CA promises to mend its ways

Computer Associates is no longer an acquisition juggernaut, says chief executive Sanjay Kumar. Delegates at the Gartner Symposium aren't yet convinced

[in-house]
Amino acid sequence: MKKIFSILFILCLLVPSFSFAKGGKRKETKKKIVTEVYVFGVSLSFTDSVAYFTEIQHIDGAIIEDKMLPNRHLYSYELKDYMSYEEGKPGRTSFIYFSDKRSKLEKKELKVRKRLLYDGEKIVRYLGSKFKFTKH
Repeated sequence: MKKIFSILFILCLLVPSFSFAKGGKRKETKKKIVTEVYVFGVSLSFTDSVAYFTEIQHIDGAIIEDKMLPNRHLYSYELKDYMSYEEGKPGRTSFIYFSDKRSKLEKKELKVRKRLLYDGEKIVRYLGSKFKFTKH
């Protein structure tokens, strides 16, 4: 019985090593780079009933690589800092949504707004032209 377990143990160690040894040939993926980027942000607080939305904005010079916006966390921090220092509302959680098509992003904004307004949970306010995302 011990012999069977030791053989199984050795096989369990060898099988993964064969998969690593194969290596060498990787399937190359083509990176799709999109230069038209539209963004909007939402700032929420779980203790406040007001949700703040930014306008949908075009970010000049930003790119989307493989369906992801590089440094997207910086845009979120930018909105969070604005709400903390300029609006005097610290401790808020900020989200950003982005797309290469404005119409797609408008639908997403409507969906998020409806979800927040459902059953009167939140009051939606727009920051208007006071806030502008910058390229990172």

Computer Associates (CA) has changed its strategy of purchasing other companies, and is taking action to mend its poor image with customers, according to its chief executive, Sanjay Kumar. He still has a way to go, if the audience at GartnerGroup's Symposium/ITxpo in San Diego is anything to go by. A show of hands called for by Gartner research director Betsy Burton during an on-stage interview with Kumar gave CA a resounding 70 percent negative approval rating. "All large acquisitions result in customer service issues, in some shape or form," said Kumar, responding to the accusation that many of CA's public image problems are due to poor support for the large number of products in its range which it has gathered by acquisition. But this perception is outdated, he argued: "For two years now, we haven't acquired anything of any size." CA's mission is to make its customers trust it. "People buy things from people they know and trust," he said, explaining that the top 600 managers in CA are to be paid according to the improvement in customer service that CA offers. CA is moving away from the long-term software contracts that have led to criticism in the past, giving users more short-term options and more freedom, he said. "(Users) can roll it out to a hundred or a thousand workstations," he said. "They'll get better products because improvements are instantly available." At the same time, CA is re-tooling many of its products to be delivered as services, particularly infrastructure management products, especially in security. "That is an ideal product family to do it in," said Kumar. "But it is also a complicated area to have some components of security as a service. It's also easier for the customer to administer because they only have one copy of the product and it's a published service." The change will involve rethinking CA's technology, with a move to Web services, which will boom in about three years, said Kumar. CA remains resolutely neutral between the rival Web services models, Microsoft's .Net and J2EE (Java 2 Enterprise Edition), because customers are undecided between the two. "If you go to large customers today and you ask them, 'Are you interested in Web services?' the answer is 'Yes.' If you ask them 'Are you doing something about it?' the answer is 'Yes.' If you ask them 'What technology will you be using to build them?' the answer is 'Both'." CA also hopes to build business with consultancies. "We (plan to partner) with people who are focused on best-of-breed solutions in their consulting like the Ernst & Young partnership in security," said Kumar. "We will have a couple more in the next few months." These partnerships are more important for CA than for others talking about consultancy work, such as HP. "The whole premise for the HP-Compaq merger is that they want to be the next IBM," Said Kumar. "IBM doesn't partner much. They do a whole bunch of things internally on their own." Q&A: CA turns products to services, says Kumar. Tech Update's Dan Farber and David Berlind contributed to this article

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